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Tags: poker | investing | bluff | value

Contrarian Calls on Market's Bluff Takes Discipline, Poker Face

Contrarian Calls on Market's Bluff Takes Discipline, Poker Face
(Stock Photo Secrets)

By    |   Friday, 15 July 2016 08:14 AM EDT

I grew up playing chess with my dad, although we stopped playing as much as soon as he taught me about investing. Poker came later, and clearing out college kids of everything but their tuition money (relax, we’re talking a $200 pot or so) was always a delight.

They’re both fun, engaging games that require mental skills, although both have very different rule sets.

And yet, sometimes they don’t. When I came up against a chess opponent in college with far more skill, I could only improve by so much. I found it easier to change the rules around. Rather than play to win, I’d simply play to frustrate my superior opponent’s moves. It would prolong the game. All his gambits would fail. Instead of frustrating my attempts to beat him, he became frustrated with his failed attempts to get to me. All I had to do was have the emotional discipline to outlast him.

In other words, I played the player, not the game.

That’s using poker rules in chess. And in poker, you can use chess rules — if you can keep track of the statistics and cards played. That’s not a skillset that I have, but it can be done.

In the financial markets, where we’re small fish in a very large pond, we can win by playing against the big players. We can have the emotional discipline to be greedy during periods of fear.

Likewise, during periods of greed, like now as the S&P 500 is surging to a new high, we can be a bit more cautious and “play to not lose” rather than play to win.

This is the basis of contrarian investing. And it can work for individual investors, even against big players in the market.

For instance, in the past three years, billionaire hedge fund manage Bill Ackman has tried to convince the public at large that the company Herbalife (HLF) is a fraud. Yes, it’s structured as a multi-level marketing company, which is far from traditional from how companies usually employ a sales staff. Ackman has made a large — and public — short position on the company, betting that it will go down.

He’s been in the black on this trade at times, and sometimes not. But he’s spent millions on websites, presentations, and lobbying to try and justify his trade and get the stock to go to zero.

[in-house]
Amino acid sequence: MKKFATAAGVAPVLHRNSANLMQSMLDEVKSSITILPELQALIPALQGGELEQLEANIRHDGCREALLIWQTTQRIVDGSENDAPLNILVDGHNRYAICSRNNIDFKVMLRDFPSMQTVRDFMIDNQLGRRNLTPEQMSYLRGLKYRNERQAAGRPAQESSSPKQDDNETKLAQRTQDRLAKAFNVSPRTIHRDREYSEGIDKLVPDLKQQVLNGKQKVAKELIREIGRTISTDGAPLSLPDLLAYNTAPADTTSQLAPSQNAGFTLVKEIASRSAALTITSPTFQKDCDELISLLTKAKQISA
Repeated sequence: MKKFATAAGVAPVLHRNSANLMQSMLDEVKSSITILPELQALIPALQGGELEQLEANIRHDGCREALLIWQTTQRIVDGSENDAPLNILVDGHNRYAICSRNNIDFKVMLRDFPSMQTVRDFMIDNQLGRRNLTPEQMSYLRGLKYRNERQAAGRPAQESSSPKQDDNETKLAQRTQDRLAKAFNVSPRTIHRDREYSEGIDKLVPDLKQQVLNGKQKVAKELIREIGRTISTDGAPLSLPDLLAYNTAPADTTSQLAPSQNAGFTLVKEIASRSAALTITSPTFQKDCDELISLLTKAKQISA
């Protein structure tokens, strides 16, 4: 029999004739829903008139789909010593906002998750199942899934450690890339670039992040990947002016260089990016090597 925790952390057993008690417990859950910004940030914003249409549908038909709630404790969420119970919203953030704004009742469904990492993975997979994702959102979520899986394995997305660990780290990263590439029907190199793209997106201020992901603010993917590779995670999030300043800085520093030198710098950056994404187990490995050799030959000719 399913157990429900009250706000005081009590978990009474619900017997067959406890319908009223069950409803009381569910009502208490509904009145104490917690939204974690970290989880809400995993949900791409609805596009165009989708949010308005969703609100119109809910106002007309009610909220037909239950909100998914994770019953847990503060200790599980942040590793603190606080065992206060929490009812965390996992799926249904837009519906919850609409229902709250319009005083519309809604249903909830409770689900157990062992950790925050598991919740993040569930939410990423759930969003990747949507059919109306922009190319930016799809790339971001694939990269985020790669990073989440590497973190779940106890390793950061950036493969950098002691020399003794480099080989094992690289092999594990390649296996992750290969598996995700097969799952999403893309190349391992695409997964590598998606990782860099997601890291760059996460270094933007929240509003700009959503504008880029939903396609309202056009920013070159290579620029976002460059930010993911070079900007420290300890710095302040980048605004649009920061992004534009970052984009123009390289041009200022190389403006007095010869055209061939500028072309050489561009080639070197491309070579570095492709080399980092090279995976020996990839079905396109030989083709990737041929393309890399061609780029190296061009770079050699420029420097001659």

That’s changing the rules of the game. But so far, it isn’t working.

Despite an FTC investigation, shares have held up well and Ackman is bleeding on his short position. All individual investors had to do was buy after the stock dove on his recommendation of shorting it, then hold on for a wild ride. Taking that contrarian position is finally starting to pay off in the past year.

It’s not just individual, big-name investors like Ackman trying to have their way. Markets, i.e., the mass amalgamation of all the small and big players, end up getting caught up in the emotion too.

In some sectors of the economy, there’s been a quiet bluff going on. Prices and valuations in defensive stocks like utilities and telecoms have been gradually rising. Eventually, Mr. Market will call the bluff and investors will have to cash out.

Those cushy blue-chip dividends won’t be enough to offset the capital losses there. I’ve been gradually lightening my load in the sector — just last week I got called away on half my position in AT&T (T). I like the telecom space at the right price. Today, it’s no bargain. That will change again.

Elsewhere, the rules of chess are at work today. For instance, if you can see several moves ahead on the latest rollout of the 5G network, than beaten-down tech chip companies like Qualcomm (QCOM), look like a solid buy now. At the moment, shares are beaten down on the latest slow growth and declining sales in 4G chips. Yes, that sounds bad, but with a forward-looking catalyst, at some point shares will rise and the chess game will morph into poker.

It’s difficult to get a chess-like, analytical read on the markets right now. That’s a consequence of years of near-zero interest allowing for a rise in spending and borrowing without having huge payments to justify it. To many investors, that makes the markets seem like a giant poker bluff. I think it’s more that the money has nowhere else to go — there’s no point in borrowing cheaply to buy zero-yielding bonds.

That’s why some sectors look like they’re bluffing, and others don’t. Rotate to where the value is, and you’ll fare well over time.

Andrew Packer is a Senior Financial Editor with Newsmax Media. He currently writes the Insider Hotline investment advisory, serves as investment director for the Financial Braintrust, and is managing editor of Financial Intelligence Report. To read more of his work, GO HERE NOW.

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Contrarian investing can work for individual investors, even against big players in the market.
poker, investing, bluff, value
Friday, 15 July 2016 08:14 AM
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